I have been fascinated with Jamie Oliver and his kitchen ever since my first visit to a Jamie’s Italian in Westfields. So when a new flagship restaurant opened doors in central Stockholm, it was only a matter of time to give it a try.

Jamie's Italian - Stockholm - Sweden

We went to Jamie’s Italian in Stockholm just a couple of weeks after the grand opening, on a whim, after a long day of shopping. ‘Reservation?’, asked the smiling headwaiter, and we shook our heads in denial. ‘Well, we have some nice tables by the kitchen, follow me please’ she beamed at us while moving at a brisk pace away from the spacious empty tables overlooking the busy main street. Let me tell you, by the kitchen is not the place to be if you are planning on a calm and relaxed dining experience. It is warm, and it is noisy. Basically it is a front-row seat to any Hell’s Kitchen episode.

Jamie's Italian - Stockholm - Sweden

A moment later we were already requesting another seating alternative, and we were finally escorted to a corner table in the main hall of the restaurant facing some serious meaty decoration. Much better. Although I couldn’t help but notice that all tables for two were in a close proximity of one another leaving little to no space for privacy at all. Let’s just call this a peculiar interior design choice and move on to the exciting part.

The food.

Jamie's Italian - Stockholm - Sweden

We started off with some spinach croquettes and a squash and ricotta bruschetta…

Jamie's Italian - Stockholm - Sweden

Jamie's Italian - Stockholm - Sweden

… followed by Jamie’s famous mushroom risotto featured in the Jamie at Home book…

Jamie's Italian - Stockholm - Sweden

… and finally, a generous piece of lemon cheesecake arranged with berries which left me speechless.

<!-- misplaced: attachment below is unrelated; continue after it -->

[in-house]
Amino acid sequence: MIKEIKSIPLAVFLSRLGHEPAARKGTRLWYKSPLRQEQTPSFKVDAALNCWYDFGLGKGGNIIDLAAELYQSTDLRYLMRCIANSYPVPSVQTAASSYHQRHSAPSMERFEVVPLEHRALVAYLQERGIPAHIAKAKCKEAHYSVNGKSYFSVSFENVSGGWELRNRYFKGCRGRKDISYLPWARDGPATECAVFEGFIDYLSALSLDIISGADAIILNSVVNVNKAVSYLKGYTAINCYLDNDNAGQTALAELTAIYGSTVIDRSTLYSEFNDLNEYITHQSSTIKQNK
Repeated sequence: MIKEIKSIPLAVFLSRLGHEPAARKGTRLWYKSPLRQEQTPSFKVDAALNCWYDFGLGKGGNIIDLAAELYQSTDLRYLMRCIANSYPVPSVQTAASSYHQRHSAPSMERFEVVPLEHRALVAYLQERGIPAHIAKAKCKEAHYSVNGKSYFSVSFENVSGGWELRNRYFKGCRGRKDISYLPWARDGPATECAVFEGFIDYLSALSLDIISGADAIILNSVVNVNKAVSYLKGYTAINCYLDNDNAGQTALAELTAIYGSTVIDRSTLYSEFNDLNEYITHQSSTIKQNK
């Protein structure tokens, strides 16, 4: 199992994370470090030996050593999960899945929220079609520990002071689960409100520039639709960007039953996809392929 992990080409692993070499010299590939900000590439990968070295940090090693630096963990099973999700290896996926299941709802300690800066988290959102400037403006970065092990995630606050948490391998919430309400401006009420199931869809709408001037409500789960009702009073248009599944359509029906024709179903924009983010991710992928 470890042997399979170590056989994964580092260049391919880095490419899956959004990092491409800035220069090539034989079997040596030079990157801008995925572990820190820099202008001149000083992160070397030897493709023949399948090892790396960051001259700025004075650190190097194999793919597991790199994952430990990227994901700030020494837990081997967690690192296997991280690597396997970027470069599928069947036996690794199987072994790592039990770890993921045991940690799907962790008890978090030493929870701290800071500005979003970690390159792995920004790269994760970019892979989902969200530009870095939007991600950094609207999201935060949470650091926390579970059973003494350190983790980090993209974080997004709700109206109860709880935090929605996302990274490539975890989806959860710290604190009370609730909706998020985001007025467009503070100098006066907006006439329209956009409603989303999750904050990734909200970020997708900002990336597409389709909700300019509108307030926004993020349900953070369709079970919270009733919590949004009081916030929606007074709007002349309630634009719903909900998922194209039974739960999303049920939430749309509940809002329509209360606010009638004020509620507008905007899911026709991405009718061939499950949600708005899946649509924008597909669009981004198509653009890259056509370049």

Jamie's Italian - Stockholm - Sweden

You already know I will be heading back to Jamie’s Italian really really soon. And if you happen to be around Stockholm, you should definitely do the same. The address is Humlegårdsgatan 23. Just be sure to book in advance.

Bon appetit!

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Healthy Nut Bars

Healthy Nut Bars Recipe

When it comes to home-made nut bars, all you need is imagination. And a couple of ‘basic’ ingredients. Here is my basic healthy nut bar recipe that always does the trick.

Roughly following the measures is all you need to prepare tasty nut bars right out of your kitchen. Other than that the recipe is anything else but binding. You can substitute puffed rice with organic rolled oats, you can use any nuts of your preference, add seeds or dried fruit, and even top the bars with melted chocolate. (And these are just some of your choices.)

Healthy Nut Bars Recipe

Healthy Nut Bars

Preparation time: 15 minutes | Cooking time: 20-22 minutes | Serves: 6-8 bars

Ingredients:  
  • 1 cup organic puffed rice
  • 1 cup raw nut mix (pecans and cashew)
  • 1 cup raw almonds with skin
  • 1/2 cup dried shredded coconut
  • 3/4 cup honey
  • 3 Tsp freshly squeezed orange juice
Directions:
  • Preheat oven to 180C / 350F.
  • Roughly chop the puffed rice, the pecans and the cashew (either by hand or in a food blender/processor) and place them in a big bow. Add the almonds and the shredded coconut and stir well.
  • Place the honey and orange juice in a pot and bring them to boil. Let simmer for 3-4 minutes so that the mixture thickens, and pour to the nut mixture. Stir well until all nuts are coated with honey.
  • Line a baking dish with baking paper leaving flaps on all 4 sides. Transfer mixture into it. Spread mixture by pressing down to pack it in and reach all edges and corners of the pan.

Healthy Nut Bars Recipe

  • Bake for 20-22 minutes in preheated oven until golden.
  • Remove to a wire rack. Use the parchment flaps to press the bars down and compact them before they cool all the way.
  • Allow to cool completely (at least for an hour) and cut into desired size.
  • Wrap each bar individually. Consume within a week.

Healthy Nut Bars Recipe

Bon appetit!

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Healthy Honey & Nuts Oat Tarts

Healthy Nuts & Honey Oat Tarts Recipe

My definition of a great dessert? One that appears to be deliciously stuffed with calories, but is in fact completely guilt-free.

Like these tarts.

They feature light in texture crust, topped with the sweetest crunchiness one can dream of. What is more, there are only healthy ingredients involved – oats, honey and nuts, all rich in iron and magnesium. Right down my alley.

Healthy Honey & Nuts Oat Tarts